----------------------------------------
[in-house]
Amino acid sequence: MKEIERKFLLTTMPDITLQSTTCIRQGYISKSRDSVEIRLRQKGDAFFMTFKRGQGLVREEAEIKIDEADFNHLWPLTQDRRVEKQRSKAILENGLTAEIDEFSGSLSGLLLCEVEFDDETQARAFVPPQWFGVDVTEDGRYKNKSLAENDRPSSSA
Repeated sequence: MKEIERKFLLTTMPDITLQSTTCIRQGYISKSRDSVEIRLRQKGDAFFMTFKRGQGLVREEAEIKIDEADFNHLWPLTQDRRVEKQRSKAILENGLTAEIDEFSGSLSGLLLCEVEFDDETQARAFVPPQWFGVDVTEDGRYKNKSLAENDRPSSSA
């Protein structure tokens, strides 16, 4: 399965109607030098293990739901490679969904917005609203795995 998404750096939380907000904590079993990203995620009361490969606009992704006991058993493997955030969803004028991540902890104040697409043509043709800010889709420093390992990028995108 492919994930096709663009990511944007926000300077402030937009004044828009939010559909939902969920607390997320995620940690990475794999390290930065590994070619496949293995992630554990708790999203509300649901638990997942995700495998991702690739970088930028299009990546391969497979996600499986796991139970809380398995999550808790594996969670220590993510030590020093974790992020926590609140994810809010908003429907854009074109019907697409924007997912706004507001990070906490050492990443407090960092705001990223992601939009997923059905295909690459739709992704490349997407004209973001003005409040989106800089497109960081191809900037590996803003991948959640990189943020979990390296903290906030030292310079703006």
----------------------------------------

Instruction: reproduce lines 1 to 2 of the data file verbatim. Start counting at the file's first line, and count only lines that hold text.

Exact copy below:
[in-house]
Amino acid sequence: MKEIERKFLLTTMPDITLQSTTCIRQGYISKSRDSVEIRLRQKGDAFFMTFKRGQGLVREEAEIKIDEADFNHLWPLTQDRRVEKQRSKAILENGLTAEIDEFSGSLSGLLLCEVEFDDETQARAFVPPQWFGVDVTEDGRYKNKSLAENDRPSSSA